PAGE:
There is also the inherent risk that the behaviour of an employee is synonymous with the company they work for. This applies not just to employees that may demonstrate inappropriate behaviour on and offline but also to the CEO. A study by Reputation Institute in 2015 in conjunction with Airmic reported that: “Members report reputation risk as both their number one ‘keep me awake at night issue’ and a high concern for their executive management and Board”. The old adage of keeping a dignified silence in the face of a crisis has long gone. Transparency is key and a swift response is the most respected.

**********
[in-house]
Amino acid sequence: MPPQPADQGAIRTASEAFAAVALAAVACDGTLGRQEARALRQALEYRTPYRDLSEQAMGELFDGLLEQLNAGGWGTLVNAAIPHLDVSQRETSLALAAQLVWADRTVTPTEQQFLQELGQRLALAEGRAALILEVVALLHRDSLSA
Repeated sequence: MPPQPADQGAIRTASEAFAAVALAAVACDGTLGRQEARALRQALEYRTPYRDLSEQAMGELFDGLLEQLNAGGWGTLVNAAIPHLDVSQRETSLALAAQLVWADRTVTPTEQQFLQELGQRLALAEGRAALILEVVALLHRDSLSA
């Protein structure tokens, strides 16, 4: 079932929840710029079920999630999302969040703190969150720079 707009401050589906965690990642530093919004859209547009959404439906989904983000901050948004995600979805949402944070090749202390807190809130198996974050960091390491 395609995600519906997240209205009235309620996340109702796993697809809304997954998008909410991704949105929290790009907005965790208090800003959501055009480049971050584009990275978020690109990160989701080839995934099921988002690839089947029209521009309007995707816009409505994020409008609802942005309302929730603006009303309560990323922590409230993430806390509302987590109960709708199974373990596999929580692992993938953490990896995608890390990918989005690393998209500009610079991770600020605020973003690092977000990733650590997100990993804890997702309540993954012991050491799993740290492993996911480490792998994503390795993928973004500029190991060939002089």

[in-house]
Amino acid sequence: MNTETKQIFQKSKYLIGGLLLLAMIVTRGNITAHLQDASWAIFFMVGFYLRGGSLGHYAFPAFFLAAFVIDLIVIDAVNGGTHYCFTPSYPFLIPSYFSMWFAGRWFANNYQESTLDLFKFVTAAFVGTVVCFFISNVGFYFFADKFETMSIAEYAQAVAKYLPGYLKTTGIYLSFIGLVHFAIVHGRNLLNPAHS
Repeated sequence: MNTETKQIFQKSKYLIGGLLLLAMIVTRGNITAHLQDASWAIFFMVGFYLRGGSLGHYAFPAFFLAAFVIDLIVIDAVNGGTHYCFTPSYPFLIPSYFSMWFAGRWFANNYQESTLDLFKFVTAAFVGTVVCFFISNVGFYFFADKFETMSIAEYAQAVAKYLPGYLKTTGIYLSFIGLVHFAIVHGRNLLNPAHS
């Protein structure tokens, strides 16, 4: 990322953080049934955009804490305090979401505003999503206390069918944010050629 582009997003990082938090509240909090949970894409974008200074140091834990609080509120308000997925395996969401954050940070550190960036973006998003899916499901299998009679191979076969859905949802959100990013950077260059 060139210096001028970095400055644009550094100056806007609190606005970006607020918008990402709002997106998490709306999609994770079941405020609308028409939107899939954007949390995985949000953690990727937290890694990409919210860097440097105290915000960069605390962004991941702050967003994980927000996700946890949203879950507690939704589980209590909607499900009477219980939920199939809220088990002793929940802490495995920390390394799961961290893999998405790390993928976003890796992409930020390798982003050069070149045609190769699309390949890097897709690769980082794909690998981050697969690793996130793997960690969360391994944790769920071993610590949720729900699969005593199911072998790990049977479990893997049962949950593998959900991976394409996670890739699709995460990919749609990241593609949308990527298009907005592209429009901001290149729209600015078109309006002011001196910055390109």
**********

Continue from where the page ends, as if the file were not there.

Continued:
Online CEO profiles typically range from scant to press-prolific. There is an inherent danger for CEOs that lack a well-thought-out digital profile. Once a CEO has claimed Google ranking places with strong digital assets that are either personally or company owned, the position is secure. Google is sent a very clear signal that the best source of information about the CEO is the CEO or company itself. If CEOs rely solely on positive media coverage, there is a real risk that Google will make the logical inference that press sites are the most reliable source of information about that person. In the event of a crisis, this can mean that a CEO’s online reputation very quickly becomes wrapped up in negative commentary with little that the company to do to mitigate. The board must consider online reputation management strategies to protect themselves from such an occurrence.